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Conexx Staffing Services v. Thacker

United States District Court, W.D. Tennessee, Western Division

January 31, 2018

CONEXX STAFFING SERVICES and MARK STINSON, Plaintiffs,
v.
PRIDESTAFF and JEREMY THACKER, Defendants.

          ORDER

          SAMUEL H. MAYS, JR. UNITED STATES DISTRICT JUDGE

         Before the Court is the Magistrate Judge's Report and Recommendation, dated November 3, 2017 (the “Report”). (ECF No. 16-1.) The Report recommends that the Court grant Defendants Pridestaff and Jeremy Thacker's Motion to Dismiss (ECF No. 8; see also ECF No. 8-1). The Report also recommends that Defendants' Motion for Judicial Notice be denied as moot. (ECF No. 9.)

         For the following reasons, the Report is ADOPTED. Defendants' Motion to Dismiss is GRANTED and their Motion for Judicial Notice is DENIED AS MOOT.

         I. Background

         On May 19, 2017, Plaintiffs Conexx Staffing Services (“Con-exx”) and Jeremy Thacker filed a pro se “Complaint for Violation of Civil Rights Under 42 U.S.C., § 1983.”[1] (ECF No. 1.) The Complaint alleges the following:

In June of 2011, Jeremy Thacker/PrideStaff submitted a proposal to MLGW for clerical services and general laborers, a 5 year contract to start January 2012 to December 31, 2016. The condition of an award was that the [submitter] had to agree to utilize the services of a WBE/MBE. After meeting with Thacker and agreeing to give 25% of the contract and giving him all certification needed[, ] he gave all information to MLGW. The contract was awarded to PrideStaff but Conexx never received any money or funds from this contract that was in effect for 5 years with Conexx certification.

(Id. at 2.) Plaintiffs seek “25% of the contract plus damages” as relief. (Id. at 3.)

         On June 12, 2017, Defendants filed their Motion to Dismiss. (ECF No. 8; see also ECF No. 8-1.) Also on June 12, 2017, Defendants filed their Motion for Judicial Notice. (ECF No. 9.)

         On November 3, 2017, the Magistrate Judge entered the Report. (ECF No. 16-1.) The Report recommends that Defendant's Motion to Dismiss be granted because the Court lacks subject matter jurisdiction. (Id. at 343-44.) The Report reasons that “Plaintiffs . . . do not allege a Section 1983 claim on the face of [the] Complaint, ” and “Plaintiffs have not alleged diversity of citizenship.” Id. The Report also recommends that Defendants' Motion for Judicial Notice be denied as moot. (Id. at 344.)

         Plaintiffs filed a timely objection to the Report on November 13, 2017. (ECF No. 17.) Defendants responded on November 27, 2017. (ECF NO. 18.)

         II. Jurisdiction & Standard of Review

         Congress enacted 28 U.S.C. § 636 to relieve the burden on the federal judiciary by permitting the assignment of district-court duties to magistrate judges. See United States v. Curtis, 237 F.3d 598, 602 (6th Cir. 2001) (citing Gomez v. United States, 490 U.S. 858, 869-70 (1989)); see also Baker v. Peterson, 67 F. App'x 308, 310 (6th Cir. 2003). A district court has the authority to “designate a magistrate judge to conduct hearings, including evidentiary hearings, and to submit to a judge of the court proposed findings of fact and recommendations for the disposition, by a judge of the court, of any motion.” 28 U.S.C. § 636(b)(1)(B).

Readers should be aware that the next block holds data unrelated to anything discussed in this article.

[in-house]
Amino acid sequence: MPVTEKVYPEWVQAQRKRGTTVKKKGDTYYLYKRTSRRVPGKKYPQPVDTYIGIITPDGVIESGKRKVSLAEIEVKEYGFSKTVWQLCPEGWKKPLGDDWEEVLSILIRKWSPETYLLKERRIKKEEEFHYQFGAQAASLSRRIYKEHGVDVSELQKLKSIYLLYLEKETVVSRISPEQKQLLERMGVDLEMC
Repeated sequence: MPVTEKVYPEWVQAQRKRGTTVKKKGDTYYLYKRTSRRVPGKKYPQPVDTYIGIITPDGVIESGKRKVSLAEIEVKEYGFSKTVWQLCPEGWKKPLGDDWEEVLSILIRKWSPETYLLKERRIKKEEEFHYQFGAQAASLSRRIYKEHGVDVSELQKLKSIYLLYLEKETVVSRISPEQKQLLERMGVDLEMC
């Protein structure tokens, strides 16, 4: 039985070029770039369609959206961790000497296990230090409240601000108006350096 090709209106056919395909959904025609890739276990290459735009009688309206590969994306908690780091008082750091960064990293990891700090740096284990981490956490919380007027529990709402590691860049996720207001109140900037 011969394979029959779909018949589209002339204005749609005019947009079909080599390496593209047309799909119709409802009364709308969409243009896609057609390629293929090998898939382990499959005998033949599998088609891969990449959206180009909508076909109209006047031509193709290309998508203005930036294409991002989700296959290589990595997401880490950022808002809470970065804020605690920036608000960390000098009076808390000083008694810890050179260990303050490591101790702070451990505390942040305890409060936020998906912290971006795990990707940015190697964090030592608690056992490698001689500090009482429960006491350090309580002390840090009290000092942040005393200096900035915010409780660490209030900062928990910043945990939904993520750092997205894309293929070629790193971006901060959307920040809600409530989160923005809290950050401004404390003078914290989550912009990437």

The district court has appellate jurisdiction over any decisions the magistrate judge issues pursuant to a referral. 28 U.S.C. § 636(b); Fed.R.Civ.P. 72. “A district judge must determine de novo any part of a Magistrate Judge's disposition that has been properly objected to.” Fed.R.Civ.P. 72(b); 28 U.S.C. § 636(b)(1)(C). The district court is not required to review -- under a de novo or any other standard -- “any issue that is not the subject of an objection.” Thomas v. Arn, 474 U.S. 140, 150 (1985). The district court should adopt the findings and rulings of the Magistrate Judge to which no specific objection is filed. Id.; United States v. Walters, 638 F.2d 947, 950 (6th Cir. 1981.)

         Objections to any part of a Magistrate Judge's Report “must be clear enough to enable the district court to discern those issues that are dispositive and contentious.” Miller v. Currie,50 F.3d 373, 380 (6th Cir. 1995); see also Arn, 474 U.S. at 147 (stating that the purpose of the rule is to “focus attention on those issues . . . that are at the heart of the parties' dispute.”). “‘[O]bjections disput[ing] the correctness of the magistrate's recommendation but fail[ing] to specify the findings . . . believed [to be] in error' are too general.” Spencer v. Bouchard,449 F.3d 721, 725 (6th Cir. 2006) (quoting Miller, 50 F.3d at 380). A general, frivolous, or conclusory objection will be treated as if no objection had been made. Howard v. Sec'y of Health & Human Servs., 932 F.2d 505, 509 (6th Cir. 1991); see also Mir ...


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